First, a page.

The German government’s latest defence report has sparked hysterical calls for increased military spending in the country’s political circles and the media. The report, presented on Tuesday, paints the picture of a still ailing and broken army. “Too little staff on the one hand, missing materiel on the other,” it says in the first section. Often there are “gaps on top of gaps,” and “the troops [are] far away” from being “fully equipped.”
The parliamentary Defence Commissioner Hans-Peter Bartels (Social Democratic Party, SPD), lists his complaints over more than 120 pages. “There is a lack of materiel in all areas.” There are “barely any operational Leopard 2 [battle tanks],” “no tankers in the Navy” and “a large part of the submarine” fleet was “broken.” In addition, “less than half of the Eurofighters and Tornados are airworthy” and ammunition stocks have been “reduced to a minimum.”
Also, “the spare parts situation” had “not improved,” and there were “far too little basics like personal gear (vests, boots, clothing, modern helmets, night vision devices) to provide for every soldier.” Supposedly, the Bundeswehr (Armed Forces) succeeded “only with great effort” to “equip the 8,000 German soldiers with winter clothing and protective vests, who took part in the NATO exercise Trident Juncture in Norway this autumn.”
The establishment media and parties have reacted to the report with anger and indignation. The Frankfurter Rundschau lamented the “disastrous shortages in the Bundeswehr,” the Süddeutsche Zeitung claimed that soldiers would have to mend their overalls themselves, and finance daily Handelsblatt asked provocatively: “Is our Bundeswehr even operational?” In a commentary on the “embarrassing condition” of the troops, the tabloid Bild newspaper raved and demanded “compulsory military service be restored.”
“The Defence Commissioner’s reports are honest and have shown the government the dramatic situation of the armed forces for years,” said the spokesman of the far-right Alternative for Germany (AfD) Rüdiger Lucassen. “All the worse,” Lucassen declared, was “the policy of the Minister of Defence.” One could, he noted, “only come to the conclusion that Ursula von der Leyen ignores the Defence Reports and continues her fatal course of German demilitarization.”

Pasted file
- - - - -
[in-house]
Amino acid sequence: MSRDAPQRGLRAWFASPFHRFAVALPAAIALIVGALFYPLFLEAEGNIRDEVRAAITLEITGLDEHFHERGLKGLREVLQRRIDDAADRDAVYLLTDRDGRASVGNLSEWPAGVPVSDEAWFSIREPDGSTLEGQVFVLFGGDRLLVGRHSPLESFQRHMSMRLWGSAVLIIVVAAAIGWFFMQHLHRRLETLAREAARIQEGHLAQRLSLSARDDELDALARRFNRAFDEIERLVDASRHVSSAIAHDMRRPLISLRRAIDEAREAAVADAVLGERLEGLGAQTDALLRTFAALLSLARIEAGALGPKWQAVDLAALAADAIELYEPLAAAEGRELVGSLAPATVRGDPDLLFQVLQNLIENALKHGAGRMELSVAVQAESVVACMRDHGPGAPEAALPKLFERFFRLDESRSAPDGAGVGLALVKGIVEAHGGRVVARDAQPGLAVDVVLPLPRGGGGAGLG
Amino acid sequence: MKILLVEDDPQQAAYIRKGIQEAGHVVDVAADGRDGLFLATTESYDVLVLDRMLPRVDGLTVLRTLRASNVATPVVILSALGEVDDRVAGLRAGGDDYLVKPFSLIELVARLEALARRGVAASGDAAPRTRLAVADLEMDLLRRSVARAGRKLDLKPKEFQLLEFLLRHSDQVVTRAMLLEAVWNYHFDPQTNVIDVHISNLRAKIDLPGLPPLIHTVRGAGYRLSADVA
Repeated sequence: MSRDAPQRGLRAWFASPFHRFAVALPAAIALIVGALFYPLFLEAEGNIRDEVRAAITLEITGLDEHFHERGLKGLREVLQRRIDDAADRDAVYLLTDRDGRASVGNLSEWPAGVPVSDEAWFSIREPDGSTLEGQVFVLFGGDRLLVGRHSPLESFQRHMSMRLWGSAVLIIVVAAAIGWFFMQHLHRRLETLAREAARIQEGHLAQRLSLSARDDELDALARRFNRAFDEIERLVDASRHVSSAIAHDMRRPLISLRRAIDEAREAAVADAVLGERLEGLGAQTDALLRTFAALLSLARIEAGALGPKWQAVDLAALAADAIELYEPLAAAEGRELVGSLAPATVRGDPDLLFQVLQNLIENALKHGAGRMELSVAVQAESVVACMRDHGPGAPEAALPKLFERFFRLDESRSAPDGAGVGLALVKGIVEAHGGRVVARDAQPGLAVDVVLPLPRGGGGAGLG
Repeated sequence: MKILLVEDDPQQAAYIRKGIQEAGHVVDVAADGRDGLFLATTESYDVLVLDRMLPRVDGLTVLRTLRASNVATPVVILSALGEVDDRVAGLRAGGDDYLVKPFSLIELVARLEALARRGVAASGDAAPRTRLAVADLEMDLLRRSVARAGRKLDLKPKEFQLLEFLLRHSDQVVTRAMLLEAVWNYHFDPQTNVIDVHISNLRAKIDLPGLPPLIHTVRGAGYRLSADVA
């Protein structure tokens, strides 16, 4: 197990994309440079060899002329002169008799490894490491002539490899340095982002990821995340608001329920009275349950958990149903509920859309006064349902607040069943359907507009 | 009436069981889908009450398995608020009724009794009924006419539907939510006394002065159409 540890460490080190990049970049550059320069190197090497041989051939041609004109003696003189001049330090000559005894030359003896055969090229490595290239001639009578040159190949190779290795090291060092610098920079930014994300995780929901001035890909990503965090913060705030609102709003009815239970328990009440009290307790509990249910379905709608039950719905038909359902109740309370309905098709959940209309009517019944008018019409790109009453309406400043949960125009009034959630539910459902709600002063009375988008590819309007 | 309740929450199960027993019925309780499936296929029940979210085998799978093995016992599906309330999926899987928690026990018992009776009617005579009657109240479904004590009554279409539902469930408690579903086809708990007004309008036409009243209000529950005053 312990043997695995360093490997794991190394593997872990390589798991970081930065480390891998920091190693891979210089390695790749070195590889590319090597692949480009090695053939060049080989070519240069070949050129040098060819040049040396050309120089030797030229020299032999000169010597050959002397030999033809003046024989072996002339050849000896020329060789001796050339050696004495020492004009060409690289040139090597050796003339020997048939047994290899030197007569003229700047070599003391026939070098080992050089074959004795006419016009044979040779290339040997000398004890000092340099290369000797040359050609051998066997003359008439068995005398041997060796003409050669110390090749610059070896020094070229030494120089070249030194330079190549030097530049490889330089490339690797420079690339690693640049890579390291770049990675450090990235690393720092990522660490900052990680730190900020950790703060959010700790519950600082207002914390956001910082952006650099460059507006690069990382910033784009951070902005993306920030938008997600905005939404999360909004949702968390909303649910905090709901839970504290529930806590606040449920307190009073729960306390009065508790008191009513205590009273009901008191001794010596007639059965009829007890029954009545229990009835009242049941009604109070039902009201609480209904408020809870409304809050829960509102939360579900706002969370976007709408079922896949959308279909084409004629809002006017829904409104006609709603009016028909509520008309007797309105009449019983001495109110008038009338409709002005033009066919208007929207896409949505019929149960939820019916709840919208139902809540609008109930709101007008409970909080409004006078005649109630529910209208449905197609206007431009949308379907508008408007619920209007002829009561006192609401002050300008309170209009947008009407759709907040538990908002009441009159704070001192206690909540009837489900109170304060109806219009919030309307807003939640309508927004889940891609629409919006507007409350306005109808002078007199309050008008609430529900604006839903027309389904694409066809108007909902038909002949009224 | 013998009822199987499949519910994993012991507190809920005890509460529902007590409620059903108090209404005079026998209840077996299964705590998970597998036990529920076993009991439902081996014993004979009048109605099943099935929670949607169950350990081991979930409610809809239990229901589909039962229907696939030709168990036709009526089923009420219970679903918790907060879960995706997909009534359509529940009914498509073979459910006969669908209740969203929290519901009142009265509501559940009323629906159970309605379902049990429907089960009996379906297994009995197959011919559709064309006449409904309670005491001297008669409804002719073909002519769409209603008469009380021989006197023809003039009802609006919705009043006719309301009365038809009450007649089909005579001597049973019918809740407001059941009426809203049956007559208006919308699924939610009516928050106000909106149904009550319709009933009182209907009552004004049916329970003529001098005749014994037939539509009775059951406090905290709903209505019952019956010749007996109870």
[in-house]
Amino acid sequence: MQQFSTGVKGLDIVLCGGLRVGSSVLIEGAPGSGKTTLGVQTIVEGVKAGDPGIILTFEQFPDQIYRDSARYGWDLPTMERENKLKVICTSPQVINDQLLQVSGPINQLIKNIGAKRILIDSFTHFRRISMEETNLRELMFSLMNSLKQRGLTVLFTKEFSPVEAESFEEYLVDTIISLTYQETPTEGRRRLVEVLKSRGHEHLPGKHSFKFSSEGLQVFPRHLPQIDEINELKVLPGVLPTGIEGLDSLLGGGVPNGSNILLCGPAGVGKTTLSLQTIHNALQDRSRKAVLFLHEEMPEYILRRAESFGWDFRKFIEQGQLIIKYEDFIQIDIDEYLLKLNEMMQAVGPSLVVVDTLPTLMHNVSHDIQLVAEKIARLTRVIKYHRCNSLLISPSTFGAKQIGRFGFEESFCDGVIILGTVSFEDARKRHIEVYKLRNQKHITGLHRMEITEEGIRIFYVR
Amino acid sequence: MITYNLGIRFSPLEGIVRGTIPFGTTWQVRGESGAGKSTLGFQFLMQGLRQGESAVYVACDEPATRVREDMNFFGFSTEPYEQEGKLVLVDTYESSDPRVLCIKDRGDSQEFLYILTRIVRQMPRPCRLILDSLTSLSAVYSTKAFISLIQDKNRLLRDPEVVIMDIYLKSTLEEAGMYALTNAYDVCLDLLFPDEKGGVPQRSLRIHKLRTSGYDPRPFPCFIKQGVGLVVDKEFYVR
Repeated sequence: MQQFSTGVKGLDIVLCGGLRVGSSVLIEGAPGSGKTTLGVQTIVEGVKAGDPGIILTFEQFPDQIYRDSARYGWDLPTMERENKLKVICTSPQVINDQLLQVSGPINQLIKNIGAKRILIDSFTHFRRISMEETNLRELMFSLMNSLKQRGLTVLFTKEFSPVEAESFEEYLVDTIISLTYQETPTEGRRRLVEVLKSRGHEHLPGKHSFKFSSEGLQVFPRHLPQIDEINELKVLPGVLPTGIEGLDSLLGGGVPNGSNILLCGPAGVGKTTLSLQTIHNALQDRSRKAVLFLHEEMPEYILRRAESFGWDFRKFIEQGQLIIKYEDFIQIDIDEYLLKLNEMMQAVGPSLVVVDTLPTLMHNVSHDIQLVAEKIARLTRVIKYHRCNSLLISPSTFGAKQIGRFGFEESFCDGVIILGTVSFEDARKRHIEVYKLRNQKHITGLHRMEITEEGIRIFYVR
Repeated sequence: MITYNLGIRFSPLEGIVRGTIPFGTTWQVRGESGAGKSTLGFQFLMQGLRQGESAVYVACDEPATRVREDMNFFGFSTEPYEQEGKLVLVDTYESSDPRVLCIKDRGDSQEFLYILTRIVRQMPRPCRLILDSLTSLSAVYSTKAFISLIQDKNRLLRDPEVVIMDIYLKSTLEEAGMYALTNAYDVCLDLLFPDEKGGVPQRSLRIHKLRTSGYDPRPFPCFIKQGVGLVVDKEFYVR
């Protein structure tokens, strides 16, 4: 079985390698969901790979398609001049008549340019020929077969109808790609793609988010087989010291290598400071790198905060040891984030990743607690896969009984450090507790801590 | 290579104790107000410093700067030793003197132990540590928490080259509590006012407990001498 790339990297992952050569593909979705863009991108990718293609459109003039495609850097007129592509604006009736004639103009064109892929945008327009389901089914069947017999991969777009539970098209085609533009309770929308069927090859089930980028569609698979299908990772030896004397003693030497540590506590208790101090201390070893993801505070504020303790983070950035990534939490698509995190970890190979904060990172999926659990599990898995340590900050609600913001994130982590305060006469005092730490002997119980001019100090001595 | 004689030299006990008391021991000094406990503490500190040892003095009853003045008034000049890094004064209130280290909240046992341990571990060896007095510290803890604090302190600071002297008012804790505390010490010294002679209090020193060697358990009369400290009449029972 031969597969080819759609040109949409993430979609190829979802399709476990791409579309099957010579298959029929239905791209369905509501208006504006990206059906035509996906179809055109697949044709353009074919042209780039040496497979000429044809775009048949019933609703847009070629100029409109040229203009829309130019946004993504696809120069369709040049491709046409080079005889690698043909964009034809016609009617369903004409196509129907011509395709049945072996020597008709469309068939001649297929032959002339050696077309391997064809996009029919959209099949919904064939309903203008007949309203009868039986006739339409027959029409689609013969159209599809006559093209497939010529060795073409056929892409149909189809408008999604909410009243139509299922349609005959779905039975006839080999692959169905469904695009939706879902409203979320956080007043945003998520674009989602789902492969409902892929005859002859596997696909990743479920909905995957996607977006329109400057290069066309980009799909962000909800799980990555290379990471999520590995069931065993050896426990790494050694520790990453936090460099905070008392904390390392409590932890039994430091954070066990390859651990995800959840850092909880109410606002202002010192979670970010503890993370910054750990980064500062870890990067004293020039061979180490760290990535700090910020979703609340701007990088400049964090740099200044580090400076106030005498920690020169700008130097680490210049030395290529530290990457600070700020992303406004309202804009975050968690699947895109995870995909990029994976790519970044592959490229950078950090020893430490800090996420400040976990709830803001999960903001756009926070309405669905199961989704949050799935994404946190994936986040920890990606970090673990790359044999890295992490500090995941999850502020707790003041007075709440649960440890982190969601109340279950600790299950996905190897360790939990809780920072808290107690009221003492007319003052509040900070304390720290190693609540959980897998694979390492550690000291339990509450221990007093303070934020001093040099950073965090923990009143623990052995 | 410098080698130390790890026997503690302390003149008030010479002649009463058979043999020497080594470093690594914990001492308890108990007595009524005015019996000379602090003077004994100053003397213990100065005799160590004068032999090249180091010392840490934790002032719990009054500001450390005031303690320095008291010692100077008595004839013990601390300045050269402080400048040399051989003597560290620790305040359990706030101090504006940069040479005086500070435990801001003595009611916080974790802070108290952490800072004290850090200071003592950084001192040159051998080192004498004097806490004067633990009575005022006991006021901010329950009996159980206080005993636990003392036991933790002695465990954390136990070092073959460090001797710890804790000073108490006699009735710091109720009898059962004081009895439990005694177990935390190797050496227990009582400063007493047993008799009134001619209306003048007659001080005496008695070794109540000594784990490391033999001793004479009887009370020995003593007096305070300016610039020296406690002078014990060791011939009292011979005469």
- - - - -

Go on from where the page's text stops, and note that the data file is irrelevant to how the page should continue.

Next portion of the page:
The Left Party also attacked the grand coalition of the Christian Democrats (CDU/CSU) and SPD from the right. “What the Defence Commissioner notes here is pretty steep,” said group leader Dietmar Bartsch in an official press statement on Tuesday. The report was “a disastrous result for the Minister of Defence. Millions were spent on consultancy contracts [...] but there is no adequate equipment for the soldiers.” Parliament had “the damn responsibility and duty to equip the soldiers whom it sends into action [...] and also appropriately.”
With the propaganda offensive, the ruling class and its parties in government and opposition are pursuing a transparent target: the implementation of their massive rearmament plans and the preparation of Germany for new, more comprehensive war missions.
The Defence Commissioner’s report was “always a great incentive for us,” said von der Leyen in an official statement of the Ministry of Defence. Her ministry had undertaken “many modernization steps in materiel, in personnel,” and “the finances are rising.” It was “a fight on many, many fronts, and there, you have to have a long breath and powerfully continue the way forward.” She also wished that “things went much faster, but 25 years of shrinking and cuts in the Bundeswehr cannot be reversed in a few years.” All the more important now was that “the first effects are positively measurable.” “Every week on average, a new tank is commissioned, on average every month a new plane or a new helicopter, and on average every year a new ship.”